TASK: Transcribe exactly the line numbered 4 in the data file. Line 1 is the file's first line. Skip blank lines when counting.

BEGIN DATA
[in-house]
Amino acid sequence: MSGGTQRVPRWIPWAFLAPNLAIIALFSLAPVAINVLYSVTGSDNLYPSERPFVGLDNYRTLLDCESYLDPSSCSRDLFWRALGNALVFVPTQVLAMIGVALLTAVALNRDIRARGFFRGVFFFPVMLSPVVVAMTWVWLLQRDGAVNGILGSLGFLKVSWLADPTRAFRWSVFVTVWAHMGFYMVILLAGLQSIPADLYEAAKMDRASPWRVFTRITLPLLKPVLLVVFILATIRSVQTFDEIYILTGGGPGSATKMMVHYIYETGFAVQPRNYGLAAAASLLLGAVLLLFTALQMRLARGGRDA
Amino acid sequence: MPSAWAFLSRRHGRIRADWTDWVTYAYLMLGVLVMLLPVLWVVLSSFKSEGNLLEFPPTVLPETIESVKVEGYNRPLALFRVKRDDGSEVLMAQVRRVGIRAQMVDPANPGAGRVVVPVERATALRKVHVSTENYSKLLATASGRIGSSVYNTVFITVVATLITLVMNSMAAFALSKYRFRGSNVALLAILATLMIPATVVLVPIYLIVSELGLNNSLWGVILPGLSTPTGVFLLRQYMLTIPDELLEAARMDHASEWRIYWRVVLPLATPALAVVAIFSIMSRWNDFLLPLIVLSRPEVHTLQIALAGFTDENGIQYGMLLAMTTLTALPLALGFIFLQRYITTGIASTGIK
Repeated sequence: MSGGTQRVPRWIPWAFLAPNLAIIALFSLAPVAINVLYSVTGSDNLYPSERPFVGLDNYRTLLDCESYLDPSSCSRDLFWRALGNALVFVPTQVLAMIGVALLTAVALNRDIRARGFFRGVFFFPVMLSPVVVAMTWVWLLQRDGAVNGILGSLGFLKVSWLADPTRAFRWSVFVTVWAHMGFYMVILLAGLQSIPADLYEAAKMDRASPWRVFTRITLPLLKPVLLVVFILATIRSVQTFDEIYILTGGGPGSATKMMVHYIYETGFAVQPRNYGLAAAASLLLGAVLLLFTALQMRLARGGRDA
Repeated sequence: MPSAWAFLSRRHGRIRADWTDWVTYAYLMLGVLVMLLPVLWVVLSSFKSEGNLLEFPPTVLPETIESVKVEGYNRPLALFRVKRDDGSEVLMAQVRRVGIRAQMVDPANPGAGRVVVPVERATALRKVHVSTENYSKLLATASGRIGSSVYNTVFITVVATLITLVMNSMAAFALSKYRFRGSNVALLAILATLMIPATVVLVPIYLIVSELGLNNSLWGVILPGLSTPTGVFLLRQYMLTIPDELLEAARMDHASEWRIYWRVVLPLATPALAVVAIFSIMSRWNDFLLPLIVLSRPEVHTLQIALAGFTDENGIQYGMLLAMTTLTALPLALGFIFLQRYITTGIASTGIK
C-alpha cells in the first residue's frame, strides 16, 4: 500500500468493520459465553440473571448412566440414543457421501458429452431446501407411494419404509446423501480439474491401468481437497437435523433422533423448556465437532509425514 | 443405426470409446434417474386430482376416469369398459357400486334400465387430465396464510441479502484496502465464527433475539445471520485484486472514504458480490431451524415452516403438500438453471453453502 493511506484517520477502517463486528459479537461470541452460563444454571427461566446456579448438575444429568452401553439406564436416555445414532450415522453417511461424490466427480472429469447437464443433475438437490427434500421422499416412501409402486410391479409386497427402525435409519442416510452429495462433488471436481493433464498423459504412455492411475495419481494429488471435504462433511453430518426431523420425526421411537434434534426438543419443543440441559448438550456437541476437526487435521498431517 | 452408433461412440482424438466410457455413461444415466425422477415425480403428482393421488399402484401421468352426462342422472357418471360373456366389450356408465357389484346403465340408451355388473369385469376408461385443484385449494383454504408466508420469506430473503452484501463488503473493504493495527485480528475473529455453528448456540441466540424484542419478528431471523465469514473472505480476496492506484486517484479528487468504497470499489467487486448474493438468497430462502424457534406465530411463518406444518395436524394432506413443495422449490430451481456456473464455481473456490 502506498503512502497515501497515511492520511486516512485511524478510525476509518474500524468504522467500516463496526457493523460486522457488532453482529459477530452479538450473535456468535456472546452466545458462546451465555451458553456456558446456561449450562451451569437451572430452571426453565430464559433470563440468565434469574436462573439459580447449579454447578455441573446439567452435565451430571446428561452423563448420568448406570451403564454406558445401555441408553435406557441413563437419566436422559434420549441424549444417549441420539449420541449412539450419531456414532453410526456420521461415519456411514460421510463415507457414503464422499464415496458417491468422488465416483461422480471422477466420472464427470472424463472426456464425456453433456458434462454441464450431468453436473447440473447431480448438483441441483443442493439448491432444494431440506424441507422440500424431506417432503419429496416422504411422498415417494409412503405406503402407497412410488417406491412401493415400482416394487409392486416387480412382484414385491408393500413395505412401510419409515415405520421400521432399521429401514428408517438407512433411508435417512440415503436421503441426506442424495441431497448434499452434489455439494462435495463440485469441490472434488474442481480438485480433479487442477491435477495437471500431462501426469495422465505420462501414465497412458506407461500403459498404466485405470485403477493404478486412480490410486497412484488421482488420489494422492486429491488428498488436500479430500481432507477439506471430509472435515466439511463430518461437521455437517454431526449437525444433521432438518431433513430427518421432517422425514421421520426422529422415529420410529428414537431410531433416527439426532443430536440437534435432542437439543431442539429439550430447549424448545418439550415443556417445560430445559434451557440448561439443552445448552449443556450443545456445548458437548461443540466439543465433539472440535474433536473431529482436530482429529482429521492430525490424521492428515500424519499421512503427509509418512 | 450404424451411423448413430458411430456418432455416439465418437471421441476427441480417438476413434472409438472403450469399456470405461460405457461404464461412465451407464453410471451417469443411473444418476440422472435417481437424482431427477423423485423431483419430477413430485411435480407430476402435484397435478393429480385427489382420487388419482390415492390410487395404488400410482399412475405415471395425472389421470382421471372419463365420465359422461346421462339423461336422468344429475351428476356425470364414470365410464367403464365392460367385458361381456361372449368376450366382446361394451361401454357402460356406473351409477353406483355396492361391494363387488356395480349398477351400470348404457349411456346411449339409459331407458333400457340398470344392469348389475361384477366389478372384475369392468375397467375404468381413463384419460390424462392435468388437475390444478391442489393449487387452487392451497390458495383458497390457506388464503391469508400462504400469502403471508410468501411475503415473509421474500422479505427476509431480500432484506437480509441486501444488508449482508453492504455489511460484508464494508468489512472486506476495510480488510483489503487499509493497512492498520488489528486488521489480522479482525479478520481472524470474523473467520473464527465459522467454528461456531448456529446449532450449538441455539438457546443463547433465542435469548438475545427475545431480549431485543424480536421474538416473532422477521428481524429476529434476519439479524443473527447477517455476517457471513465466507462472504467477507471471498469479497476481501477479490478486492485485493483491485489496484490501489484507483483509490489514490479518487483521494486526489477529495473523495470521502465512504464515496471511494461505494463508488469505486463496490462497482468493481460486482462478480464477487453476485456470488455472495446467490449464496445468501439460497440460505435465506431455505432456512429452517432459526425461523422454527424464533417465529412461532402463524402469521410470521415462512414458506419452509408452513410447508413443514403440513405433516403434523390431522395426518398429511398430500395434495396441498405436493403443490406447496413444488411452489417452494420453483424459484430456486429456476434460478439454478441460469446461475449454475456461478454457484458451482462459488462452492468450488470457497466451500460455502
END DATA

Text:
Repeated sequence: MSGGTQRVPRWIPWAFLAPNLAIIALFSLAPVAINVLYSVTGSDNLYPSERPFVGLDNYRTLLDCESYLDPSSCSRDLFWRALGNALVFVPTQVLAMIGVALLTAVALNRDIRARGFFRGVFFFPVMLSPVVVAMTWVWLLQRDGAVNGILGSLGFLKVSWLADPTRAFRWSVFVTVWAHMGFYMVILLAGLQSIPADLYEAAKMDRASPWRVFTRITLPLLKPVLLVVFILATIRSVQTFDEIYILTGGGPGSATKMMVHYIYETGFAVQPRNYGLAAAASLLLGAVLLLFTALQMRLARGGRDA